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It is All Here and Now
5th November 2009, Gangtok, India
Dear brothers and sisters,
I was hoping that we would meet again tomorrow morning, but it seems I have to leave by half past seven because of the poor road condition. I have nothing very original to say, except a thought that came to me during this satsangh that all the differences that human beings perceive between themselves, like religion, language, race, colour, all that serves to only emphasize that at the bottom, at the base, we are one. Otherwise these differences would not matter.
We don’t talk of a difference between a cow and a goat, or a goat and a camel. If we talk of differences, we talk of differences between dogs, between cows, between camels, which again proves this point that at base they are one. So at base if you are not one, there could not be differences which could be categorized and say, “You belong to Sikkim and he is from Darjeeling and yeh madrasi hai [he is from Madras],” that sort of a thing, you see. So it is like a flower guccha [bunch] — they have to be all flowers. That is the uniting factor.
So what makes us all come together here from so many parts of India into the hills (which are not very comfortable for South Indians), in the cold, is this fundamental unity of our existence as human beings: facing the same problems of existence, facing the same likes and dislikes, loves and hates, prosperity and no prosperity, things like that, and the single idea of God. We may call Him by different names, we may worship Him in different ways, but yet it is God whom we are worshipping, not something else, you know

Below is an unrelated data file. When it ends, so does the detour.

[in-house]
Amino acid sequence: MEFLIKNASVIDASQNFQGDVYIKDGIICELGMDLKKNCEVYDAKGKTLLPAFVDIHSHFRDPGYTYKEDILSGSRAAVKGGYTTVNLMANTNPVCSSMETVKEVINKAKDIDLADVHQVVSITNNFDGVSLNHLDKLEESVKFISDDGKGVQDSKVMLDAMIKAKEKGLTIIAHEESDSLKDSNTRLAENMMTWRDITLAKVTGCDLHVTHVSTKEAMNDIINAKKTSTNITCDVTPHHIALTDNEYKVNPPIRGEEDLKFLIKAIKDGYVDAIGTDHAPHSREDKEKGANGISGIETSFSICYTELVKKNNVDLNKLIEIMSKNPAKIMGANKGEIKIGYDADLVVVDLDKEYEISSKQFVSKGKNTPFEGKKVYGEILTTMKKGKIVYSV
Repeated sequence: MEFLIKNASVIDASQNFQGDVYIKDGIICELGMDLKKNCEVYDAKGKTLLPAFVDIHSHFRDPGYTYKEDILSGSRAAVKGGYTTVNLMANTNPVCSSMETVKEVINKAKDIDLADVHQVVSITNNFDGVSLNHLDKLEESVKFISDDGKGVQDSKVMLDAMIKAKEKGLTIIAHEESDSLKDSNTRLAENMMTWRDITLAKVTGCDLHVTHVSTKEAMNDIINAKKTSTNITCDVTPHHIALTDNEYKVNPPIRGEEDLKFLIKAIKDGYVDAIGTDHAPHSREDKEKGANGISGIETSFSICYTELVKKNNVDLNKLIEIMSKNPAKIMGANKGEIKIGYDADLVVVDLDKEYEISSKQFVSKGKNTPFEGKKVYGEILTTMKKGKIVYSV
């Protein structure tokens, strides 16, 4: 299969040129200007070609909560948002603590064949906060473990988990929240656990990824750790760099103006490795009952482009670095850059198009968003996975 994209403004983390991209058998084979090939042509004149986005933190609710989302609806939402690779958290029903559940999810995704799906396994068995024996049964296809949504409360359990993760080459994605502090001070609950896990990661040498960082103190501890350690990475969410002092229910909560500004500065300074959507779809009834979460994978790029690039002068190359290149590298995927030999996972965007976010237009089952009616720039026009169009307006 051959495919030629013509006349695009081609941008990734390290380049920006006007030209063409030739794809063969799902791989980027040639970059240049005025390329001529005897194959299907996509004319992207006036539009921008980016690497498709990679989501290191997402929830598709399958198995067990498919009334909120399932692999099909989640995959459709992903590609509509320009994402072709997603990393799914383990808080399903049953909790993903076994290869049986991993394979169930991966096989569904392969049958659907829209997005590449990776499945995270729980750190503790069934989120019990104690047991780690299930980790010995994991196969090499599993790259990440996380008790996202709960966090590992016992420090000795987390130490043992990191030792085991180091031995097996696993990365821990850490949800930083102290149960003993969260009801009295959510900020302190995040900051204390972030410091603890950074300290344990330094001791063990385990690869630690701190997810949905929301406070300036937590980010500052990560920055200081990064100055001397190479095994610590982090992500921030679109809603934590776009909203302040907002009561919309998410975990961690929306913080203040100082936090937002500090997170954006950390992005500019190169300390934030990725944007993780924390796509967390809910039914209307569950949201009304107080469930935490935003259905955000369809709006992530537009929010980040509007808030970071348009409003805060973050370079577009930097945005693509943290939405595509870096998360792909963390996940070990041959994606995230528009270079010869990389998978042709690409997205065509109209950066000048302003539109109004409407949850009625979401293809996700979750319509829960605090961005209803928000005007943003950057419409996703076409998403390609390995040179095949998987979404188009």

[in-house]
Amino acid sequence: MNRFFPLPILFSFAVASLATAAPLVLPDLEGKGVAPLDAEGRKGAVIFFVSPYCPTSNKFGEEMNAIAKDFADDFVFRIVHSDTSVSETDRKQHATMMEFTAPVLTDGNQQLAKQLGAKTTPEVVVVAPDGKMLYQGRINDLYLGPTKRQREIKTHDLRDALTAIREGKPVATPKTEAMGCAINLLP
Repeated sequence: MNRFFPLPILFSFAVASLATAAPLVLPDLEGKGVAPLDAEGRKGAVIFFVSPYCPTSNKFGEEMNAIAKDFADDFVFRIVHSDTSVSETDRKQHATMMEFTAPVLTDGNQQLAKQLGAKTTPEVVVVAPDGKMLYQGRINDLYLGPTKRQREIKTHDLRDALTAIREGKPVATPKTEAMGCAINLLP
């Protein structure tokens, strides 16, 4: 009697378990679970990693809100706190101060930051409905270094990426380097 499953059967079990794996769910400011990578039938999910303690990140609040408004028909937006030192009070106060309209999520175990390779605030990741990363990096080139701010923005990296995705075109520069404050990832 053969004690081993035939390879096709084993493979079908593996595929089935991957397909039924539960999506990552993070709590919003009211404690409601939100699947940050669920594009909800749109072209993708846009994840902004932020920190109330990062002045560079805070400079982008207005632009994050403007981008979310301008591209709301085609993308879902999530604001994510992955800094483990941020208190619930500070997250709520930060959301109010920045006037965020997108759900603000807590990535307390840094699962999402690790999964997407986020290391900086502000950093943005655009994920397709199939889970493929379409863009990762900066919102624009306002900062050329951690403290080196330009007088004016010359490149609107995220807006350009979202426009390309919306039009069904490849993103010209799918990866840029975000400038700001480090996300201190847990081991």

So this thought came to me that the more different we are, the more one we are. Because if you look at roses, there are hundreds of different roses. Orchids, I don’t know how many (forty, fifty types of orchids at least), yet they are all orchids. We are all human beings. If you remember this fundamental fact that we are all human beings, therefore we are one. We have the same heart, we have the same needs: physical needs, emotional needs, spiritual needs. And what divides us, what makes us fight with each other, hate each other is this stupid thing we call the intellect, which creates boundaries, borders, and so on
I remember when Babuji Maharaj was in, I think Europe, in Germany, many abhyasis were weeping when he was leaving. You know, he had that capacity to win a heart by just looking at you. And all of them were weeping, and Babuji said, “Why do you weep?” Some of the abhyasis, they said, “You are going so far away.” He said, “No, I am not going far away at all. You think it is far. Just imagine that India is in Germany, you know, and the problem is solved.&rdquo